Is the Biggest Weekend a Big BBC Blunder?
The so-called ‘Biggest Weekend’ festival will take place in Coventry, Perth, Swansea and Belfast in the last weekend of May, with artists across the four sites including Taylor Swift, Ed Sheeran, Noel Gallagher, Snow Patrol, Beck, Manic Street Preachers, Public Service Broadcasting, Courtney Barnett and Nigel Kennedy.
Part of the reasoning behind the BBC Music event is that 2019 is a fallow year for Glastonbury, so the good British public evidently have no other festivals to choose from, not taking into account the estimated 9, 999 festivals that take place across the UK that aren’t Glastonbury.
Director of BBC Radio and Music Bob Shennan trotted out this quote upon announcement: “The Biggest Weekend is going to be a once-in-a-lifetime festival for everyone that loves music, whether they are at the venues in person or enjoying the whole spectacle of performances being streamed through iPlayer along with all our TV, radio and digital networks. Wherever you are in the country, you will be part of the biggest music event, with the widest selection of musical genres, the BBC has ever put on”.
All of which is great for the BBC but the problem here is that as a publicly funded entity, the Corporation should simply not be interfering in the commercial market.
But what about the legacy and buzz it all creates that actually results in people attending more events in those areas? This event may well have that butterfly effect in the way that Glasto does and if so great, but does the BBC parachuting into an area once a year and riding out of town like a circus really help other events organisers on that patch?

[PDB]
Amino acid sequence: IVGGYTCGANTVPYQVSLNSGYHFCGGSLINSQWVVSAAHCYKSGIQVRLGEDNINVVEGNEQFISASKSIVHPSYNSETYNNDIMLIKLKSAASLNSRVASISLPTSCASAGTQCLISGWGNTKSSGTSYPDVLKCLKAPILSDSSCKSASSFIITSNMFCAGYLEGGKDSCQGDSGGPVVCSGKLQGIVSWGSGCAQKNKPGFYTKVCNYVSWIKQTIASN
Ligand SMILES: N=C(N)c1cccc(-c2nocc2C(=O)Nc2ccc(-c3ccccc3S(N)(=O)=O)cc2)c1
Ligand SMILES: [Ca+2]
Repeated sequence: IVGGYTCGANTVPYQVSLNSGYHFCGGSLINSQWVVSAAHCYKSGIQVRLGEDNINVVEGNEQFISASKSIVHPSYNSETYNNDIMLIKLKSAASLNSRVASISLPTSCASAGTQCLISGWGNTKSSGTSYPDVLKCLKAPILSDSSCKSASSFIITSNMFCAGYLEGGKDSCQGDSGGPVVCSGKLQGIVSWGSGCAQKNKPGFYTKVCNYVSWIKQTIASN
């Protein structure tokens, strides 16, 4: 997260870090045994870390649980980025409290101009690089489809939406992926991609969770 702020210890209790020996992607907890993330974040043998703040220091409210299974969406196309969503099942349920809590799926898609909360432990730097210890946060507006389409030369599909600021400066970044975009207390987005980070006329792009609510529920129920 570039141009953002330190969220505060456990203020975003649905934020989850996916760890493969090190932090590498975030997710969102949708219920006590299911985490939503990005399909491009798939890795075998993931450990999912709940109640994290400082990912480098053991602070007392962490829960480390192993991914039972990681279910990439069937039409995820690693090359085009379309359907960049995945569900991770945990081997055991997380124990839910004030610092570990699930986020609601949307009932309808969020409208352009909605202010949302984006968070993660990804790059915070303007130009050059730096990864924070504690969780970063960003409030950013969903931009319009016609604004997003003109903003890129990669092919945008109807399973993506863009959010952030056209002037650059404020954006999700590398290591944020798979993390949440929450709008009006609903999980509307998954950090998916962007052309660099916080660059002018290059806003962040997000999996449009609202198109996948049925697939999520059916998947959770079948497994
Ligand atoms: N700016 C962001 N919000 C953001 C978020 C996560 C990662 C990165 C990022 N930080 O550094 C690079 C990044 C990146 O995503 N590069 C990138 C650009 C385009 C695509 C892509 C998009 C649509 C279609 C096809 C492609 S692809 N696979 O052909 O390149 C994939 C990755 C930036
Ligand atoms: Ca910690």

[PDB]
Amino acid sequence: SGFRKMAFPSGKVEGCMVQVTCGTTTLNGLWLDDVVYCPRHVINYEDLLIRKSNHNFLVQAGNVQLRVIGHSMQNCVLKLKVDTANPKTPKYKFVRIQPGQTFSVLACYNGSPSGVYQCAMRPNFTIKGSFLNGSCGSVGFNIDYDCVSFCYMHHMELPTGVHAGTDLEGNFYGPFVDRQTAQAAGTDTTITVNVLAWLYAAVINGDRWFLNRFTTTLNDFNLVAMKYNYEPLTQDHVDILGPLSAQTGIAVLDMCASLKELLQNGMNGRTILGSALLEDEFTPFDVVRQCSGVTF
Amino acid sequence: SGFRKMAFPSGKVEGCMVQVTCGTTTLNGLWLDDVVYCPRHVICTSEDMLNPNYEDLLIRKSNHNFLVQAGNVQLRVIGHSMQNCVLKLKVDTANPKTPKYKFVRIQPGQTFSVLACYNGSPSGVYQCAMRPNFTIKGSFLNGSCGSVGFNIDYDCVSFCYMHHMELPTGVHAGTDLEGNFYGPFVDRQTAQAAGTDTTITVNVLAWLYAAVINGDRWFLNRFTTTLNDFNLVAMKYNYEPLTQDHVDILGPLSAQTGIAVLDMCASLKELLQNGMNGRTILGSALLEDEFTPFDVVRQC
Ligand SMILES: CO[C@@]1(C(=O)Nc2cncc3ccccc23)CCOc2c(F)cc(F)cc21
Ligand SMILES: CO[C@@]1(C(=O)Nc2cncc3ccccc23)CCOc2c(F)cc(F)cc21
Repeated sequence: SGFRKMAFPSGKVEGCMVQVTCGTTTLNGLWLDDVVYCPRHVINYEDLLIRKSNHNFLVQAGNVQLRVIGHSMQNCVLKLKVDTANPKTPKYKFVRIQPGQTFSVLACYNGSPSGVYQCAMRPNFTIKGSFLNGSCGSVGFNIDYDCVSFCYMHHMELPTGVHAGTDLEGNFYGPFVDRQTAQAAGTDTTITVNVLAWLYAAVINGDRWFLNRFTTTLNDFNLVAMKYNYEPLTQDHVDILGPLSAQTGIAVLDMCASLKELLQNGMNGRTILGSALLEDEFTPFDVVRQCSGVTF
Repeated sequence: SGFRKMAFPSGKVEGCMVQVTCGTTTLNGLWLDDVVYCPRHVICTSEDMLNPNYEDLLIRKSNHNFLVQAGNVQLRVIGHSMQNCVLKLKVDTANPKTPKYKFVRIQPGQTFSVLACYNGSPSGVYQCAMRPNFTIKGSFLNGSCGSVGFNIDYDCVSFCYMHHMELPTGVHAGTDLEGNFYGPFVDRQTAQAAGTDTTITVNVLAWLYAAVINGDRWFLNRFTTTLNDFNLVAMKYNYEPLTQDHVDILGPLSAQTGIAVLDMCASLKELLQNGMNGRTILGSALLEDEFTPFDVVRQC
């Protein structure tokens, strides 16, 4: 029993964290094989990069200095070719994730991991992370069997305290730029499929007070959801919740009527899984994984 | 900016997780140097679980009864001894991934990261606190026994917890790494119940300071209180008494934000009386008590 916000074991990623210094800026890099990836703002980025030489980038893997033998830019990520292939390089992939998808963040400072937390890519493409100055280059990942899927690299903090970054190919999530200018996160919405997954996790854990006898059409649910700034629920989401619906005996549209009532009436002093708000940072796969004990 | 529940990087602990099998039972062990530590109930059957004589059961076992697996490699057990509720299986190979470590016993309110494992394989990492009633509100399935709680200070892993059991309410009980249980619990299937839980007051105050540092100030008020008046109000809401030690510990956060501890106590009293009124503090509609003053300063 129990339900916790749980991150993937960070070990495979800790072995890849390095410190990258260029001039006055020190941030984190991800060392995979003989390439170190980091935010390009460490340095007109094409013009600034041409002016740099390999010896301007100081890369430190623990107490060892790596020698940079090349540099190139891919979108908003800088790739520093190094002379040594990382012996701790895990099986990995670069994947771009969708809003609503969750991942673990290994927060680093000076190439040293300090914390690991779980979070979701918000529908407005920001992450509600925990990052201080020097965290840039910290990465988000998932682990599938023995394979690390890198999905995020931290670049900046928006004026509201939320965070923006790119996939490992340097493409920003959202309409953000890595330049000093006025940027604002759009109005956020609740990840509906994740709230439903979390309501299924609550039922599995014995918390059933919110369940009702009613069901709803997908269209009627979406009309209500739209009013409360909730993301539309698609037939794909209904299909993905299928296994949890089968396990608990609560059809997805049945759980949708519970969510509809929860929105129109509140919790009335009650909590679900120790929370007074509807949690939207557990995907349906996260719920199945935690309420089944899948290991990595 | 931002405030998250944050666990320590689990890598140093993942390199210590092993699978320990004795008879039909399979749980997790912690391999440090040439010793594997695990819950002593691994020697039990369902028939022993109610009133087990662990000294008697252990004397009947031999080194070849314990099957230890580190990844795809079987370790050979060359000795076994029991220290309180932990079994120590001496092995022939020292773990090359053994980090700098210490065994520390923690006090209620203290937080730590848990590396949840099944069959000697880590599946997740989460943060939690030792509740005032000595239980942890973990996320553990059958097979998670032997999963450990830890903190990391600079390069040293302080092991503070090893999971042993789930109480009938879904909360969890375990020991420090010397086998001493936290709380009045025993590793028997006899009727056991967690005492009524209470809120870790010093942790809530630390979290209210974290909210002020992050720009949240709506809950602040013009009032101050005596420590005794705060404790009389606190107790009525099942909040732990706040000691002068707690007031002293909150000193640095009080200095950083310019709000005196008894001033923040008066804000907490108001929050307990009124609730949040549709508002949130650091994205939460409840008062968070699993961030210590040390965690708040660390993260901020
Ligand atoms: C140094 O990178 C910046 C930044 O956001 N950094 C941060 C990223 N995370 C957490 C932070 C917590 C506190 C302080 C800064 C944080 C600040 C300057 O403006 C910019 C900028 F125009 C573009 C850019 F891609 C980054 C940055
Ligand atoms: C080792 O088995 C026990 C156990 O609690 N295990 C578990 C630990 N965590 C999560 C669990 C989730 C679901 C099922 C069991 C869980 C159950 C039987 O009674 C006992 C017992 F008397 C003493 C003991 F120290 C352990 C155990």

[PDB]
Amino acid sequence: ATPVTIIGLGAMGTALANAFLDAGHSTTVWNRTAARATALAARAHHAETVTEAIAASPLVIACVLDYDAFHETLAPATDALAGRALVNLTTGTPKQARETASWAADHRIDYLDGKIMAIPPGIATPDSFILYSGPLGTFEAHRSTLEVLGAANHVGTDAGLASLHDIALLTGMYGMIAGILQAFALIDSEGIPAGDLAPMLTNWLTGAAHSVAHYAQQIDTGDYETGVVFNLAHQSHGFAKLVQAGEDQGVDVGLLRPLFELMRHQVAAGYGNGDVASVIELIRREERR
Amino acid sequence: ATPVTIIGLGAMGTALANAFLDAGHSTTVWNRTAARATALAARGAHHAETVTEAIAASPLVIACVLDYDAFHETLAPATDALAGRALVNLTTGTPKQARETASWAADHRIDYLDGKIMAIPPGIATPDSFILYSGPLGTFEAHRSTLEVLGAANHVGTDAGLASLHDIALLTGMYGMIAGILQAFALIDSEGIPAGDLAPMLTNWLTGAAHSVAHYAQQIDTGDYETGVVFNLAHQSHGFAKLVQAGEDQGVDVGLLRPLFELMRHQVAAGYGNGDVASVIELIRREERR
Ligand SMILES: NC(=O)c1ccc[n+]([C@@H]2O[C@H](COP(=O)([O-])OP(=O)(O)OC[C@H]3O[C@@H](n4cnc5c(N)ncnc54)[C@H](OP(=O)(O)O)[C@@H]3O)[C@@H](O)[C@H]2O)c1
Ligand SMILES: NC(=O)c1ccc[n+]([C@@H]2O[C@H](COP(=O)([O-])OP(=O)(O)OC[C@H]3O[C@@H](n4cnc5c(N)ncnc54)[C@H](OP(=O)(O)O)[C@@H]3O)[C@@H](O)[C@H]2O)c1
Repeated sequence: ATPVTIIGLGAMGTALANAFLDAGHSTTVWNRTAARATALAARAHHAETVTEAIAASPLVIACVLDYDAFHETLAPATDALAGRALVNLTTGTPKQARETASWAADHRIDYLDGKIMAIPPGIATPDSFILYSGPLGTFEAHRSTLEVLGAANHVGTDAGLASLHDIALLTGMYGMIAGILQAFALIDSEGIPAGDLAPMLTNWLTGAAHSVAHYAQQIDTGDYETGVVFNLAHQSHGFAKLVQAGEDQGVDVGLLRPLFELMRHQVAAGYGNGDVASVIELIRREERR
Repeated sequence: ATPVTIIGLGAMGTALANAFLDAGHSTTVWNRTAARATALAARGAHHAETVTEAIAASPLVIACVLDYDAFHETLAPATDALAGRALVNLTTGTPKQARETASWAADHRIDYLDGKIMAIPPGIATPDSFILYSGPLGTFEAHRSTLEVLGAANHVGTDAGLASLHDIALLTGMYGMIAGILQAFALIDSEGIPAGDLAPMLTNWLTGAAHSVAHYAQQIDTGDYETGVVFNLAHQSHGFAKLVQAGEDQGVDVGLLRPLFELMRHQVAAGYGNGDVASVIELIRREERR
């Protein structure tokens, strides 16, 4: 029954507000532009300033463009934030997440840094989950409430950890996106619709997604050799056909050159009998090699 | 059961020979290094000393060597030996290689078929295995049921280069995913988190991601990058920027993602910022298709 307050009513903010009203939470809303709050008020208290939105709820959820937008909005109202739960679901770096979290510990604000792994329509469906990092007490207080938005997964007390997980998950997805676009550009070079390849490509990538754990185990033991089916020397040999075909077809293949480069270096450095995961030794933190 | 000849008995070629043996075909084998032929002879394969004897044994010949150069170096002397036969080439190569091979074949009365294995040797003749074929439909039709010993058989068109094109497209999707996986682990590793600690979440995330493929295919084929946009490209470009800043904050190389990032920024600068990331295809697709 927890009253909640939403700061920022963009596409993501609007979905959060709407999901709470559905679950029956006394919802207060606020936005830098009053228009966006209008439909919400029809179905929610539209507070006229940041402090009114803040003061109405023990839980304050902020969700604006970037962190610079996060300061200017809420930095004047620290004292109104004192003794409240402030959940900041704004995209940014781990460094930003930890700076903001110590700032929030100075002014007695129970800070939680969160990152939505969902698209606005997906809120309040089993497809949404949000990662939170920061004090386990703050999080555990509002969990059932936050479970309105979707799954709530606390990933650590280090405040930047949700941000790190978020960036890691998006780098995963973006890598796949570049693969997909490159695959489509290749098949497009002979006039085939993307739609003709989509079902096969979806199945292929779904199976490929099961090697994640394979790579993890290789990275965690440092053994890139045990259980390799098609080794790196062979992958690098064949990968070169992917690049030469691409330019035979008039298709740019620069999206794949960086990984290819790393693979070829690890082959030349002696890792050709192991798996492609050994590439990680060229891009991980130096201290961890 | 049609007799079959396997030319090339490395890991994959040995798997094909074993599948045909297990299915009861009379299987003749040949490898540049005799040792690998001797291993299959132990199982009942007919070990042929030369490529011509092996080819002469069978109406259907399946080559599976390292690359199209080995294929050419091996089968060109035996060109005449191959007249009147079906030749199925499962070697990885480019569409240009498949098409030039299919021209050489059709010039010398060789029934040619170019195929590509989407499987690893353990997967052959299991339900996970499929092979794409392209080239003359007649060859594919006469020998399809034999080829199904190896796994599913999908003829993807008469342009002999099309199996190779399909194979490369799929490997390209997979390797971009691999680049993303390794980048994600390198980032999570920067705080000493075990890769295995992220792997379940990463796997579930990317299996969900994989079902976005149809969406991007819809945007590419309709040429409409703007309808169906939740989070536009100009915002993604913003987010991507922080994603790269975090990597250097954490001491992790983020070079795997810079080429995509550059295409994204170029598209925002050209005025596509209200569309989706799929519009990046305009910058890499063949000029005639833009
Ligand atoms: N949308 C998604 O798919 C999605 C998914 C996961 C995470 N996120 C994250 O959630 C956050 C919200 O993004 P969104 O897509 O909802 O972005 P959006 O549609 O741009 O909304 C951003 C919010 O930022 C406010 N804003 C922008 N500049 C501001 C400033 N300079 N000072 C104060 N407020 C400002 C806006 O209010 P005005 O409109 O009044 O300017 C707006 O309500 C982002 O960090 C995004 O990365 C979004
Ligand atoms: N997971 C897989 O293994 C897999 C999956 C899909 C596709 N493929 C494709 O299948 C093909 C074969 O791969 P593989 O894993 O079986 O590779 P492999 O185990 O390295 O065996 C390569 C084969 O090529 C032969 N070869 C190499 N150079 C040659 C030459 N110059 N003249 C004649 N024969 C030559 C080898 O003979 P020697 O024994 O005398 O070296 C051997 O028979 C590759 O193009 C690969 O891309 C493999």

Using license payer’s money to stage several huge pop concerts, enticing artists to play at presumably reduced fees (if any at all) with the lure of broadcast reach and charging a ticket price that is well below the going rate inevitably results in market distortion.
Surely, it would be more cost effective for the BBC to broadcast existing events as opposed to expanding their own festival and event portfolio?
The BBC actually has a public purpose to represent “The UK, its nations, regions and communities” and this is already not reflected in festival coverage across its broadcast platforms. Instead, Auntie chooses to make the playing field even less level than it already was for independent operators and in fact compete with them in service of promoting its own ‘BBC Music’ brand.
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